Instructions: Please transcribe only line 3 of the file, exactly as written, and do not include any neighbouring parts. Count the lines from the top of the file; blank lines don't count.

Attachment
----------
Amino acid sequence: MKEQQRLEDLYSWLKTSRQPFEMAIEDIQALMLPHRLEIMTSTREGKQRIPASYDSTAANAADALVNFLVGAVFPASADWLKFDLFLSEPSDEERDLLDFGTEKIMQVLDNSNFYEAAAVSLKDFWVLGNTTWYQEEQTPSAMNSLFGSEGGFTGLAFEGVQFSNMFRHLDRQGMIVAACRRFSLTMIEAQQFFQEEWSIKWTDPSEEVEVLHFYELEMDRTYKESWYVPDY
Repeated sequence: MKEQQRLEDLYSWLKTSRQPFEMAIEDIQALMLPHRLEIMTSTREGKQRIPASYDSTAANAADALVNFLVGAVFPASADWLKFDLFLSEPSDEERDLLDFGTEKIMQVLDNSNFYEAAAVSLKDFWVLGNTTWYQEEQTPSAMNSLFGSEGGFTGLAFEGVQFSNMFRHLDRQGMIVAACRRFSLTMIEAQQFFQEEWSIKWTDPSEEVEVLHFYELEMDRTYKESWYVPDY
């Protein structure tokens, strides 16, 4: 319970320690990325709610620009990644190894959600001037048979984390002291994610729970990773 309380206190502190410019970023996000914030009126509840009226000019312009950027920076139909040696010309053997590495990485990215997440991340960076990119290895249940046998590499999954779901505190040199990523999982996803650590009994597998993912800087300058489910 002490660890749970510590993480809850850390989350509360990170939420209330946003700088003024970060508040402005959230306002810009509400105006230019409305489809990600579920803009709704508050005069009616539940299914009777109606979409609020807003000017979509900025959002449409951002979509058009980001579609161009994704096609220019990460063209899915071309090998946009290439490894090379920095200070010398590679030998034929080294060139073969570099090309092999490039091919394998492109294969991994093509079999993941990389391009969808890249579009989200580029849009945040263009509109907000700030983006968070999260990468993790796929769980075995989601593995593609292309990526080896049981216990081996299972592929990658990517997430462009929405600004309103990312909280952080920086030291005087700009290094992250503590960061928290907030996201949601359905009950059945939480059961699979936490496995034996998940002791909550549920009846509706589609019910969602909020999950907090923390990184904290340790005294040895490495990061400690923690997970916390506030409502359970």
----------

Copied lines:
């Protein structure tokens, strides 16, 4: 319970320690990325709610620009990644190894959600001037048979984390002291994610729970990773 309380206190502190410019970023996000914030009126509840009226000019312009950027920076139909040696010309053997590495990485990215997440991340960076990119290895249940046998590499999954779901505190040199990523999982996803650590009994597998993912800087300058489910 002490660890749970510590993480809850850390989350509360990170939420209330946003700088003024970060508040402005959230306002810009509400105006230019409305489809990600579920803009709704508050005069009616539940299914009777109606979409609020807003000017979509900025959002449409951002979509058009980001579609161009994704096609220019990460063209899915071309090998946009290439490894090379920095200070010398590679030998034929080294060139073969570099090309092999490039091919394998492109294969991994093509079999993941990389391009969808890249579009989200580029849009945040263009509109907000700030983006968070999260990468993790796929769980075995989601593995593609292309990526080896049981216990081996299972592929990658990517997430462009929405600004309103990312909280952080920086030291005087700009290094992250503590960061928290907030996201949601359905009950059945939480059961699979936490496995034996998940002791909550549920009846509706589609019910969602909020999950907090923390990184904290340790005294040895490495990061400690923690997970916390506030409502359970």